One of the treasures at NARA is the Matricals.  The Matricals were annual property tax records.  The information contained changed over time, but the lists usually identified owners, size (in Danish square alens, roughly 4 sq. ft.), and sometimes occupancy.  When structures were torn down and replaced, the size recorded in the tax list typically changed significantly. Small changes are typically the result of some renovation or addition.  Also, when buildings are burnt down or collapse, the property is usually listed as vacant until it is rebuilt and reoccupied.   By comparing the size and occupancy recorded in the tax listings, one can get an idea of the changes to a house over time.

Size and Ownership in the St. Croix Matricals
Size (sq. alen)
1850 42 J. L. Wittrog Butcher Shop
1851 42 John Farrell’s House
1853 656 John Farrell’s House
1858 656 E. & A. Ratcliffe’s House
1878 656 E. & A. Ratcliffe’s House
1883 656 M.J. van Beverhoudt’s House
1888 689 M.J. van Beverhoudt’s House
1924 689 Inger Bryan’s House [sp?]

Detail from 1888 Matrical, Company St, showing corrected sizes
Looking at this chart, we see two places where the area of the house changed: once in 1852 and again in 1888. The 1888 change was probably not a real change, but rather a change to the accounting procedure. In that year, all of the measurements of the houses were struck out and replaced by corrected measurements.  The property at 11 A was initially determined to be 656 square alen, but then changed to 689 square alen.  Since all properties had similar adjustments, it is unlikely that this change reflects an actual change to the building, rather a change to the accounting procedure.
 The new size, 689 sq. alen, persisted throughout the matrical period, even to 1923.  It’s interesting to note that by 1923, Denmark had converted to the metric system (1907) and that St Croix had transferred to the U.S. by then (1917).  Yet they still measured area using old Danish alens for tax purposes.

The change in 1852 is different.  The structure was listed in 1850 (and earlier) as being 42 sq. alen (168 sq. ft.) in area. It was listed as J. L. Wittrog’s Slagterboutik, which appears to translate as “butcher shop”.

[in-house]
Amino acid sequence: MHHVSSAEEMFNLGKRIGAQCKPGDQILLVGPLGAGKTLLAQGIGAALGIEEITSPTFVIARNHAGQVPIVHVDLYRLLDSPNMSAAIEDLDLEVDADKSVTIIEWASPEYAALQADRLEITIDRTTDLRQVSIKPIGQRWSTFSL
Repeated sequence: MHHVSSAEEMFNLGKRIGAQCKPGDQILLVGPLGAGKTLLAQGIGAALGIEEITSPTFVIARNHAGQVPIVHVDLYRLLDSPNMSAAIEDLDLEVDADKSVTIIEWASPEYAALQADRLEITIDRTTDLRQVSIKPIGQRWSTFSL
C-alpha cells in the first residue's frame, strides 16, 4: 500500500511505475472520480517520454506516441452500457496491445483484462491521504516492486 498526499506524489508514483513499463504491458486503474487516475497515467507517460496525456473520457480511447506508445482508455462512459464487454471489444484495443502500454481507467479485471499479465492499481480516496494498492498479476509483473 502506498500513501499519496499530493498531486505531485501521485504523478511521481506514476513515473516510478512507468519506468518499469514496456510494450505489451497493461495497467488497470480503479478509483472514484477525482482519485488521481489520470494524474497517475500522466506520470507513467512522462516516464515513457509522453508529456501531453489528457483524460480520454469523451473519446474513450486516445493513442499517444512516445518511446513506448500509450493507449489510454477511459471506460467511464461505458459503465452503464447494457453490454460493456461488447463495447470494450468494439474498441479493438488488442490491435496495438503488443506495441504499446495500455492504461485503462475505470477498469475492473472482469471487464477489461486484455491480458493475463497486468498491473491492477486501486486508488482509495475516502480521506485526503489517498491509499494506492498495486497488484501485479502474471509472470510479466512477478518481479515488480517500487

J.L. Wittrog purchased the land in 1845 from Betsy Naeser. He is listed in the 1846 census as living in his property at 32 Strand St, as a manager or forstander [head or principal]. It doesn’t say what he is the manager of, but presumably it is of the Slagterboutik.

John Farrell bought the land in 1851.   Between 1852 and 1853, the matricals show that the size dramatically increased from 42 sq. alen to 656 sq. alen.  It seems unlikely that the increase in size was a result of a renumbering or merging of properties since the neighboring properties do not change hands nor size in this time.  From this, it appears that John Farrell built the house that stands there today in 1853.

Since my family occupied the residence in 1878, it seems very likely that the house they lived in was this very same house I saw on my visit, and that it dates from 1853.


  1. What a fascinating piece of history! According to the author Lucie Horlyk, King Street was the finest street in Christiansted, but Company Street was the place to go if you wanted color and activity. The street was lined with small shops, dingy rooms lit only by their opening to the street, and in the shady part (as seen in the photo above) the market women would sit with their fruits and vegetables in neat piles and sell them. (Lucie Horlyk "In Danish Times" short story "She was white.")


  2. Great research! Sounds like the trip was a success.

  3. Arnold van Beverhoudt Jr.November 26, 2012 at 5:13 PM

    Dave, it was great being able to meet you and your wife during your day on St. Thomas, and great detective work for this piece. I look forward to reading more details from your research on St. Croix.